I tried in vain to find who Cleta’s father was. It’s a mystery to me. But I did find something very interesting about a George Edward Deatherage. I haven’t a clue if Cleta knew him or knew of him. I certainly don’t know if they were kin. But, both were inclined to destructive political views. Rachel Maddow even mentions George Deatherage in a podcast found within this wiki in its external link:

    • ceebee_dee says:

      A person named Cleta Deatherage Mitchell is in the NC voter database as registering there in 2013, at the DMV.

        • Savage Librarian says:

          Yes, seems that way.

          Adding: Jack H Deatherage (1920 – 1975) was Cleta’s father. His father was named Roy and Jack had a brother named James. So, George Edward Deatherage does not appear to be part of Cleta’s nuclear family.

    • Harry Eagar says:

      George Deatherage was a big player in Roy Carlson/Arthur Derounian’s
      ‘Under Cover’ book about infiltrating American fascists in the ’30s. I seem to recall he was based in West Virginia or North Carolina, but it’s been a while since I read that 1943 best-seller.

      But — fun and true historical fact — Deatherage was a defendant in the big 1944 sedition trial that collapsed when the lawyers and defendants adopted a strategy of disruption. Fani Willis, please note.

      Maddow’s version is amusing but does not give much of the history of the native fascist movement; a gap she apparently will fill with a new book next month.

      Lotsa deja vu, but today’s movement backed by billionaires and savvy publicity pros is much scarier than the ’30s nazis with their blurry mimeographs and mailing lists in the low tens of thousands (Coughlin and one ot two others excepted).

      I began reading up on McCarthyism a couple of years ago, looking for parallels and links to trumpism — which are endless — and am grateful to see that when it comes to the pointy ends of the sticks, the minds are/have been pleasingly blunt.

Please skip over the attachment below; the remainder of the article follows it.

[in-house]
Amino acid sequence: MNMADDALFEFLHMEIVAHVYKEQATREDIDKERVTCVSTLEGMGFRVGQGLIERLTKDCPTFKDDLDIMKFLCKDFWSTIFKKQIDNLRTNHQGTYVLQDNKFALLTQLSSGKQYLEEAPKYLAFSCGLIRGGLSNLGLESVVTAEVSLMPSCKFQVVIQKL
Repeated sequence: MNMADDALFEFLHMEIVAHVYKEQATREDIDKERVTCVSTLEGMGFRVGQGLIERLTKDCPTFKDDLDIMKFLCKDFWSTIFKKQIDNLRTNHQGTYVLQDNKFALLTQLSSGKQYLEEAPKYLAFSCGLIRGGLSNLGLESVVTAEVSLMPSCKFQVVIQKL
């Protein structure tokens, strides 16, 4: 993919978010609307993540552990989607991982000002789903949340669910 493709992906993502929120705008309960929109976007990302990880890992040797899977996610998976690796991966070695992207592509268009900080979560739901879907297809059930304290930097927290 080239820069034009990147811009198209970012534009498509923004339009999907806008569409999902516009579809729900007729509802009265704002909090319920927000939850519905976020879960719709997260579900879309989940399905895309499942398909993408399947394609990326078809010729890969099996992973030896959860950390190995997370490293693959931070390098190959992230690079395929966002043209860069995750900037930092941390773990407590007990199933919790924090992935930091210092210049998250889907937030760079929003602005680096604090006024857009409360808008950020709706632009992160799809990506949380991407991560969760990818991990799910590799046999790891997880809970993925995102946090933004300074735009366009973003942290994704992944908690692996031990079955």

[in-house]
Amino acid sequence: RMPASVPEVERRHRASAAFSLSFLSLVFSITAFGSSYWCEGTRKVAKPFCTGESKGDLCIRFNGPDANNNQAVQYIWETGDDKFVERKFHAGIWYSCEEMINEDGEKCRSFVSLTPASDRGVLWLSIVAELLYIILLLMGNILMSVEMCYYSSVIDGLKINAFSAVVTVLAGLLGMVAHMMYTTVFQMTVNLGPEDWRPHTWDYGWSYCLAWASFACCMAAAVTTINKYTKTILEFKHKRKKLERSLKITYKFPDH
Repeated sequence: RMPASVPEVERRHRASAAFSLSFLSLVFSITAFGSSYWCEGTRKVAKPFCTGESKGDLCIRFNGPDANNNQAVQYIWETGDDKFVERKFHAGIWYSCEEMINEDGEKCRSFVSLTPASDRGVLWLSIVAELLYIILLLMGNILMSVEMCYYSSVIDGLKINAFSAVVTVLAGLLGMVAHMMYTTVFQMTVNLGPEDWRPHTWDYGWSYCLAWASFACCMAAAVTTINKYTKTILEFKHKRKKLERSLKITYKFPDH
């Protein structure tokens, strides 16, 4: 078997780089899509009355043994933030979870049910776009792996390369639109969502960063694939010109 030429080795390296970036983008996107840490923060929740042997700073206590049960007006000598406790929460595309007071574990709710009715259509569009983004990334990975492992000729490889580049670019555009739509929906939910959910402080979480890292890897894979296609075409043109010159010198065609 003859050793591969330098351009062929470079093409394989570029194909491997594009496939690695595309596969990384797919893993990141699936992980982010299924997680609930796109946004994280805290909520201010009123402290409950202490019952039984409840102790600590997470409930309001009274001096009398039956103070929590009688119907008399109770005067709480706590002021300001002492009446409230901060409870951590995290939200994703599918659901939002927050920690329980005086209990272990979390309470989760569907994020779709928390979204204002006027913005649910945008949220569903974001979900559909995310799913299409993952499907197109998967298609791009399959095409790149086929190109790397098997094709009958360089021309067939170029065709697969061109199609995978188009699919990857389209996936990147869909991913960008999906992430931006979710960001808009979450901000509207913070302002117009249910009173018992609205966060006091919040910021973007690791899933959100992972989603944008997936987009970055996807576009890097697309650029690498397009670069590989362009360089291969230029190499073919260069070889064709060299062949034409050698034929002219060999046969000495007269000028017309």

6. Rugger_9 says:

    OT, but likely to be a post soon:

    Meadows failed in his attempt to get to NDGA federal court. As it appears he might have the best rationale, the others trying this play like Kraken and Clark (and Inmate P01135809, who filed a notice to maybe go to federal court) can’t like their odds now.

    As for Cleta, she’s not slowed down a bit in her rhetoric or antics, but perhaps DC will have an indictment for her since she was running a nationwide scam, not just GA. It is odd that DA Willis did not charge her (yet).

  7. jdalessandro says:

    Didn’t know who she was, so I read the wiki article, and what a wild ride. The first husband divorced her, came out as gay and died of aids, while the second became a convicted felon. And then the interesting stuff starts. Family values anybody?
    I agree with Bmaz; its all too much for a local prosecutor, and it should have been left for the feds. Maybe a limited prosecution to protect the two election ladies, but this is flooding the zone with shit par excellence. But prosecutors can’t discipline themselves in these situations and they always overreach in their search for glory. Anyone else remember Maurice Nadjari?